A second-half goal from Jonathan Dos Santos lifted Mexico past the United States, 1-0, in the 2019 Gold Cup final on Sunday night at Soldier Field in Chicago. It was a physical and intense match where each team had chances, but only El Tri was able to capitalize on one, claiming the trophy for the first time since 2015.

Both Christian Pulisic and Jozy Altidore missed golden opportunities in the opening minutes to set the tone for the USMNT. Mexico knocked on the door for most of the second half and the winner finally came in the 73rd minute, as Mexico coach Tata Martino has now won two finals in seven months. The Argentine manager won MLS Cup 2018 with Atlanta United. 

Here's the goal from Dos Santos:

It was a tough match for the U.S. but the team competed well. The chances on goal dwindled as the match went on, but there was some promising play for the U.S. that Gregg Berhalter will be encouraged by moving forward. Berhalter is still looking for his first trophy as a coach.

Here are three takeaways from the match:

The U.S. had the chances it needed

Pulisic was denied well by Guillermo Ochoa in the opening minutes from a tough angle, but Altidore's miss is hard to accept. He made a great move at the top of the box to set himself up, but his left-footed effort was way off. And, well, that's to be expected by a right-footed player. Take a look:

Those are chances you don't get back. As golden of an opportunity as you will get considering the long ball over the top from Tim Ream which was a clearance. Altidore did so well to get open, and he just simply botched it. 

Questionable subs didn't work out

Putting Gyasi Zardes in for Altidore didn't make a whole lot of sense, but there weren't many options if he had to come off. Cristian Roldan is a good player but wasn't what was needed in place of Jordan Morris in the second half. It seemed like Berhalter was a bit too cautious with his substitutes, and it hurt the team in the end. 

Tyler Boyd felt like a good option to come on, and Paul Arriola was fairly quiet in the second half as well. To get more stability in the middle, it might have been better to put Christian Pulisic up at left wing and play a bit more reserved in the middle.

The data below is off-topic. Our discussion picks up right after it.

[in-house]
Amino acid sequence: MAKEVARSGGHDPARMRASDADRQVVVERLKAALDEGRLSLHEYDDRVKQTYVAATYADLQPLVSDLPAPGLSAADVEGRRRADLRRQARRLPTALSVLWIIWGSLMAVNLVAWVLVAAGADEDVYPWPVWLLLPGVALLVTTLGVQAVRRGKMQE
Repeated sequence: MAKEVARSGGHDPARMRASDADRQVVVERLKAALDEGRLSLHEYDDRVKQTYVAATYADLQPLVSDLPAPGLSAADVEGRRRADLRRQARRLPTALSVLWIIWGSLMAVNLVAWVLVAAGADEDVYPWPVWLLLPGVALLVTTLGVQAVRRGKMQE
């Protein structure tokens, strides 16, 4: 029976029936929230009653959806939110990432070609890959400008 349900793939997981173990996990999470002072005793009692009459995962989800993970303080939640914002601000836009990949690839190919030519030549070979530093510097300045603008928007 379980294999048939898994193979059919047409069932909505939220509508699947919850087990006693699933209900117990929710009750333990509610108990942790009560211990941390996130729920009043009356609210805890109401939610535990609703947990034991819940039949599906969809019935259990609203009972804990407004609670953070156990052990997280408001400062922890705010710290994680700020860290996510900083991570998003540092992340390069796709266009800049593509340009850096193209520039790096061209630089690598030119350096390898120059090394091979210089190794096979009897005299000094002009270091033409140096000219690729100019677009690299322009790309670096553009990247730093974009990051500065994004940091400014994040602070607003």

It's easy to say he got the substitutes wrong, but I at least applaud him for making them at a reasonable time in the game. They just don't appear to have been the right ones as none of the moves really made an impact.

Expectations rise for Mexico

This is big on many levels for Mexico. Rodolfo Pizarro has proven he can be a star for this team, and when you add Raul Jimenez and a healthy Hirving Lozano, this is the best team in CONCACAF. El Tri wasn't overly sharp all tournament, and they did struggle against teams like Haiti and Martinique, but they got the job done when it mattered most.

Mexico had 19 shots, the majority of possession and allowed only two shots on goal. A complete performance. 

For Martino, a manager who is as emotionally invested as any other coach, this will give him the confidence and strength to push forward with World Cup qualifying not far off. He's got a great base of players to work with and some young ones that really stepped up in this cup. The future is bright for El Tri in CONCACAF, and Sunday night was proof that they are still the kings. 

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